Gorgeous Italian architecture will capture your attention, especially when you pass through piazzas, or plazas, within the city. But right in the midst of it all, you’ll also just come upon the Spanish Steps, or the Pantheon. It’s even so easy as turning a corner and spotting the Coliseum unexpectedly.
Rome is the king of authenticity. There was not thing untrue about this city. What you see is the real deal.
Rome Travel Tips
Though Rome seems never ending in size, it is possible to get to know the city in just a couple of days. We were there for only three full days and I left Italy feeling like I had been there for weeks.
What’s the key? Reading up on your Roman history before you arrive.
Research is not exactly the funnest concept in regards to your vacation. However, Rome itself is an artifact and it is not labeled.
Reading up on Roman history – from the contributions by each emperor around the city, having foundational knowledge about the timeline of Rome’s flourishing to its downfall, and to be able to pinpoint where Julius Cesar was buried and where the Vestal Virgins resided when walking through the Roman Forum – makes a place that once powerfully existed resurrect before you.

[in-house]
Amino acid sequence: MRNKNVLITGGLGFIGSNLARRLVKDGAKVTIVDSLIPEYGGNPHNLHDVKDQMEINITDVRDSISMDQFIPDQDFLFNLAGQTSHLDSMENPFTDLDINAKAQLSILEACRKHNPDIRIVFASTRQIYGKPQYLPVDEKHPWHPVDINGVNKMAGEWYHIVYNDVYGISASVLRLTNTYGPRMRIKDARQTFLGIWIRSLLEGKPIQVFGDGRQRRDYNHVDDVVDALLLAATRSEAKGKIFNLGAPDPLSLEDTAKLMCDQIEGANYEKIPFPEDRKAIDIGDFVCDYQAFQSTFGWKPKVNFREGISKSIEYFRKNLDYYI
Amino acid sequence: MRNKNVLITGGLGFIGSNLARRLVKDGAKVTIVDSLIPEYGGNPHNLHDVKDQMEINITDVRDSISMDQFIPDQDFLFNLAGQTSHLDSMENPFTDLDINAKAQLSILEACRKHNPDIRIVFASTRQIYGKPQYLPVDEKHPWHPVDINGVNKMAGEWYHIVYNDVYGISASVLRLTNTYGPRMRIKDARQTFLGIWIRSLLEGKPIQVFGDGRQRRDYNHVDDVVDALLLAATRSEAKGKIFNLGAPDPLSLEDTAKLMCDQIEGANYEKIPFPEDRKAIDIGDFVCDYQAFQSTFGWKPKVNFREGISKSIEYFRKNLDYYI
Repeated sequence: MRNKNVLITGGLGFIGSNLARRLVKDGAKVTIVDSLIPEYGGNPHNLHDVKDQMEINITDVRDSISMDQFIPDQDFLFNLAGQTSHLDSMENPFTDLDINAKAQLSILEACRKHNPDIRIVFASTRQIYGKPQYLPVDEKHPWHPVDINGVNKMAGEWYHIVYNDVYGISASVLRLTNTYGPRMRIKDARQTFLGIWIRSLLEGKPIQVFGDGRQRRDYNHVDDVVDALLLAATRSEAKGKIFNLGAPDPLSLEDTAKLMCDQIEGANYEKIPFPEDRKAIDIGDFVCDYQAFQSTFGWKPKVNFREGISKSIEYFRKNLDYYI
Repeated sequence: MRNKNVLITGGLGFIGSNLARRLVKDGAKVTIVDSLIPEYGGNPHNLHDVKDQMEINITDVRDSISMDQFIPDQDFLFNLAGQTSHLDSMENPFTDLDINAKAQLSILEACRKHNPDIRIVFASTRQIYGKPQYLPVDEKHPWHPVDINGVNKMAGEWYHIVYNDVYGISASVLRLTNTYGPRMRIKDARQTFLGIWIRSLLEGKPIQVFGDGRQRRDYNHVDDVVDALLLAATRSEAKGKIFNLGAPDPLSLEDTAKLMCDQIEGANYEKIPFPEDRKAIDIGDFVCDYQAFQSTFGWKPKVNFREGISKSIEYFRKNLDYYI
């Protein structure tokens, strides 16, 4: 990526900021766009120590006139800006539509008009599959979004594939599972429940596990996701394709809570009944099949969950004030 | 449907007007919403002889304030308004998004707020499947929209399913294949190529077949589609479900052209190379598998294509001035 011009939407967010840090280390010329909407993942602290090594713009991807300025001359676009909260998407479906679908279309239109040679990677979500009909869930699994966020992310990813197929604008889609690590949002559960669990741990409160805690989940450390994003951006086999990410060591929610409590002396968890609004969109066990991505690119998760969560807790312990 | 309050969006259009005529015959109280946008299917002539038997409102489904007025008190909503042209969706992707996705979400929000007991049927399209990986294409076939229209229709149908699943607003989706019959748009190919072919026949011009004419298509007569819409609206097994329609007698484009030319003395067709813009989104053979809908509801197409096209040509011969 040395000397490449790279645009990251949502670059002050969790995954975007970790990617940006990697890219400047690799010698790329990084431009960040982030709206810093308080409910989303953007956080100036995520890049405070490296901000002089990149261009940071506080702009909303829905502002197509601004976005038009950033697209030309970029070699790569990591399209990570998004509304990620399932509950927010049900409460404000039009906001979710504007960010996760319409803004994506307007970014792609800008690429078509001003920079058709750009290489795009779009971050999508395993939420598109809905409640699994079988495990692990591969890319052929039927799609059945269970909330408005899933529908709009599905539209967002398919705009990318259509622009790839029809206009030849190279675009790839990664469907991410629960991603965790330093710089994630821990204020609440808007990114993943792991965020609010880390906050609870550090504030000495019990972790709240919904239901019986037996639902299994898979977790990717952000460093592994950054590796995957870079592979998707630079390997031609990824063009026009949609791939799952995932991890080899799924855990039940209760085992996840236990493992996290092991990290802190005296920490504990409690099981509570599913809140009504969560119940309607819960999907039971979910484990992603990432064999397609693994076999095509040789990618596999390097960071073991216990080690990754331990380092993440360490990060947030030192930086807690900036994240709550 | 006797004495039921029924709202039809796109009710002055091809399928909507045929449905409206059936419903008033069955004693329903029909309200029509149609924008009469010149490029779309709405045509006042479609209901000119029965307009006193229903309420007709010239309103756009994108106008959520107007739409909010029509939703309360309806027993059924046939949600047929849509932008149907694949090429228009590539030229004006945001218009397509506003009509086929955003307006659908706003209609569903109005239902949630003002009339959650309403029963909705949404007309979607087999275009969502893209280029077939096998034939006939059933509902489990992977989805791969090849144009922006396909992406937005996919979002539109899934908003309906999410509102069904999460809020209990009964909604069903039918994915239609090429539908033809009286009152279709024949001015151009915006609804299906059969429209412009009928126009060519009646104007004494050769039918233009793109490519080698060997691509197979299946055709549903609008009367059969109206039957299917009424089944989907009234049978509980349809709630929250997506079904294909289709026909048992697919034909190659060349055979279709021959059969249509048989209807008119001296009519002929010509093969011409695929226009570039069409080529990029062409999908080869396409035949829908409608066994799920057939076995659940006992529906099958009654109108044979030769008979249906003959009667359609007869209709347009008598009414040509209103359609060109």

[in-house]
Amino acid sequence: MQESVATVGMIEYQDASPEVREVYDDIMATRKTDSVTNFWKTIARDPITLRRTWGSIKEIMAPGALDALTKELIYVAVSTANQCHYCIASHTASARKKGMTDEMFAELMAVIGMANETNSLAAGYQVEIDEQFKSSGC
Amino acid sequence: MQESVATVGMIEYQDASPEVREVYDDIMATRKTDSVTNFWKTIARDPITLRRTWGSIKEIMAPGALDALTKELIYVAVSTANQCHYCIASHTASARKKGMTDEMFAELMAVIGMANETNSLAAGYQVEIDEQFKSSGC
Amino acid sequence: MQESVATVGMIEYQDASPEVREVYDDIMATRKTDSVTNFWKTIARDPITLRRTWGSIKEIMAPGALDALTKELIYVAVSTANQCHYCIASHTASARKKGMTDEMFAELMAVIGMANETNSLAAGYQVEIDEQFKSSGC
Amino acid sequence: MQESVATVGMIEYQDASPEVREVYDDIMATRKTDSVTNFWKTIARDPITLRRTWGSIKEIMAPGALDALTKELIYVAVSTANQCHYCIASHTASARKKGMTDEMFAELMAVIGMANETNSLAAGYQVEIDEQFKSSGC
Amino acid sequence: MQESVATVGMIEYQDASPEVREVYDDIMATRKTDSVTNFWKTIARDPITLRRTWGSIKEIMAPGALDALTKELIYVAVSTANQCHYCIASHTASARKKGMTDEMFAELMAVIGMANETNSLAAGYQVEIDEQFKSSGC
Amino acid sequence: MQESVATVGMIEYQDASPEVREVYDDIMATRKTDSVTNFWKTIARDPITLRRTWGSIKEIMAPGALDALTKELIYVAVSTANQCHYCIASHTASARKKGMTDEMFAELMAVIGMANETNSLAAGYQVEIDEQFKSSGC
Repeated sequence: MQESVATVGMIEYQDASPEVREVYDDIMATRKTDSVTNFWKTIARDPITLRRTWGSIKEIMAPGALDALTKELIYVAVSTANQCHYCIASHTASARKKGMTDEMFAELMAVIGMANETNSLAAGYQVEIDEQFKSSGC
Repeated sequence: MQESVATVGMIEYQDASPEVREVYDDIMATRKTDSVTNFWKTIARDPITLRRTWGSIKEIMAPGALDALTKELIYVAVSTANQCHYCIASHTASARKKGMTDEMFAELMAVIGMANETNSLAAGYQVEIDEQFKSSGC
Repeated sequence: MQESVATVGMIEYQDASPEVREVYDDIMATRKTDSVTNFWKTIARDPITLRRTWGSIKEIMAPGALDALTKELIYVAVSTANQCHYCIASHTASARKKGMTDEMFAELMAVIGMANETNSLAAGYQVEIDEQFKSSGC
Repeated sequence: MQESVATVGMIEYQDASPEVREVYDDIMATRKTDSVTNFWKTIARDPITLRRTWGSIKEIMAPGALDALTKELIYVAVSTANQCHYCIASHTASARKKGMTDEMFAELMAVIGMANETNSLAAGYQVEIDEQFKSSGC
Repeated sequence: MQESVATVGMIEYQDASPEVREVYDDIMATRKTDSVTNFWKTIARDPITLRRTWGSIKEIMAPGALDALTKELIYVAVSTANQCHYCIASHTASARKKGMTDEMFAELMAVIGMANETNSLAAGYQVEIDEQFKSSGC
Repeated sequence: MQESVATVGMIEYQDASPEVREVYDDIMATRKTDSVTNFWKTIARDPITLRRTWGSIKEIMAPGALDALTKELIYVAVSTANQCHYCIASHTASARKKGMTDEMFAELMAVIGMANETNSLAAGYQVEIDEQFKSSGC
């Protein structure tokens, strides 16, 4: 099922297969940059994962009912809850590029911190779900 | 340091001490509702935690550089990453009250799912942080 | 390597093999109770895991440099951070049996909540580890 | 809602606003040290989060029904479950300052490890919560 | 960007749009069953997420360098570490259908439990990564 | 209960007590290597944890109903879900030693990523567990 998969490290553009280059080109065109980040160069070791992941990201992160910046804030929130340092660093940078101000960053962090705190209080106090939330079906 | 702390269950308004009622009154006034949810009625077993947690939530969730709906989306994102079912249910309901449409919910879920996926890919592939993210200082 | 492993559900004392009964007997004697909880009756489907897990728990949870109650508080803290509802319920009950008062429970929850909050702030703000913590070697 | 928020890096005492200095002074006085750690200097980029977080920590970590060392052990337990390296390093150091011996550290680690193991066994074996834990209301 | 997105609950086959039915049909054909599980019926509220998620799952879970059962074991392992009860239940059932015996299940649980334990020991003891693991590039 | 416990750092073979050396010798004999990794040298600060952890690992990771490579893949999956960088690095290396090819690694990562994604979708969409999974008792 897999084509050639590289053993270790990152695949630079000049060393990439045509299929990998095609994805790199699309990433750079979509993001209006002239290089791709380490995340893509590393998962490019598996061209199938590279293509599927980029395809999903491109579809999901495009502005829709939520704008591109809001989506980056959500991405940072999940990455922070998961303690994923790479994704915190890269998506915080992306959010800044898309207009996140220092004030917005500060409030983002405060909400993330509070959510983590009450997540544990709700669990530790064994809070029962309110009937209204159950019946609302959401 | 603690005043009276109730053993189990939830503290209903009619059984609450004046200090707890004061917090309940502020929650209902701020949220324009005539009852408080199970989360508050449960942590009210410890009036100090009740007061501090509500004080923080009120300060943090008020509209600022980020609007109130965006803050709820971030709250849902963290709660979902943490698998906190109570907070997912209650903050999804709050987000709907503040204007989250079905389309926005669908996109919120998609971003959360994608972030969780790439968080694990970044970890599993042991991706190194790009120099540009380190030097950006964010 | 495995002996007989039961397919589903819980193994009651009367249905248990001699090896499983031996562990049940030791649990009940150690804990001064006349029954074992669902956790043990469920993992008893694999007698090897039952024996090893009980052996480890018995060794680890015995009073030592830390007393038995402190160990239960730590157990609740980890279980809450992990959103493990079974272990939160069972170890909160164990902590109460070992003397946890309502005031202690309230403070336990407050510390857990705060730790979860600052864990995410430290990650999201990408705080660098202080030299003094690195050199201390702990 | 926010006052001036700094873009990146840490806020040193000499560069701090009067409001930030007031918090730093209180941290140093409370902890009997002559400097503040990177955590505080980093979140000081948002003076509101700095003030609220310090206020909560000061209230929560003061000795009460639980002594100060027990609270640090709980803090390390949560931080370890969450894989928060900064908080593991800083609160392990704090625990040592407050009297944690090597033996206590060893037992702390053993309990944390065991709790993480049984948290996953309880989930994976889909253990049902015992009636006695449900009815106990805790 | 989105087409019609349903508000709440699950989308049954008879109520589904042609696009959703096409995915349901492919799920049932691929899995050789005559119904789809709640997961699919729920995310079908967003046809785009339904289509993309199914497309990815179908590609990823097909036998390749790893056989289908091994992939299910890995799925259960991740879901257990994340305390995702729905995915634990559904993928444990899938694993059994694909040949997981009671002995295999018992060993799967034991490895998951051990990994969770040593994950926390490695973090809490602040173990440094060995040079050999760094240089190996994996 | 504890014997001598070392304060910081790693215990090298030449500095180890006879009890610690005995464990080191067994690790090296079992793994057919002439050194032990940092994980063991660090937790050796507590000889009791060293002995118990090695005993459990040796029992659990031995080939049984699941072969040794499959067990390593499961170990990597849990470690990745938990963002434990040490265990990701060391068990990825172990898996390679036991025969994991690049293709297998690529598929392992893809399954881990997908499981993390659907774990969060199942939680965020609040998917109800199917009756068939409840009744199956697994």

That is the essence of travel; learning about another place and how it came to be gives you perspective like nothing else can.
In addition to visiting it, knowing Rome is purely enlightening, and even in just three days you can experience it.
Stay tuned for the next post on our three day itinerary in Rome to learn how to hit all the big scenes and spots and make the most of your time.
Strategizing Your Sightseeing Game Plan
First of all, you have to pick which Roman sights you want to see. This place overflows with things to visit, of course, so if you are on a time crunch it’s best to choose a few big places you’re dying to see, and save the rest for next time.
Otherwise, you’ll defeat the purpose of your vacation and feel rushed trying to get from place to place.
We had three full days, so we picked:
- The Pantheon
- The Coliseum
- Roman Forum
- The Vatican & Sistine Chapel
The Pantheon is free, as you can just walk in and spend as little or as long looking around as you’d like.